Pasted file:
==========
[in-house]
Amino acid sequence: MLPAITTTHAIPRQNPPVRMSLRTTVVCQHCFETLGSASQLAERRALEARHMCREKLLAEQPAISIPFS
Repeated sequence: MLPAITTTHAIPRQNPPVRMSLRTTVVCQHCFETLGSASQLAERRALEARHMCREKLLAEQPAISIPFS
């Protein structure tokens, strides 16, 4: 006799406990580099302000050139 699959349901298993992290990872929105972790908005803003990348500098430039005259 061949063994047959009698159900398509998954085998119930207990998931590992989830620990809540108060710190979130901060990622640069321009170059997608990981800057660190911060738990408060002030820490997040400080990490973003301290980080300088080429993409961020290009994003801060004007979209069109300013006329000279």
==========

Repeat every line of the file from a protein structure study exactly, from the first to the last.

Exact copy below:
[in-house]
Amino acid sequence: MLPAITTTHAIPRQNPPVRMSLRTTVVCQHCFETLGSASQLAERRALEARHMCREKLLAEQPAISIPFS
Repeated sequence: MLPAITTTHAIPRQNPPVRMSLRTTVVCQHCFETLGSASQLAERRALEARHMCREKLLAEQPAISIPFS
């Protein structure tokens, strides 16, 4: 006799406990580099302000050139 699959349901298993992290990872929105972790908005803003990348500098430039005259 061949063994047959009698159900398509998954085998119930207990998931590992989830620990809540108060710190979130901060990622640069321009170059997608990981800057660190911060738990408060002030820490997040400080990490973003301290980080300088080429993409961020290009994003801060004007979209069109300013006329000279």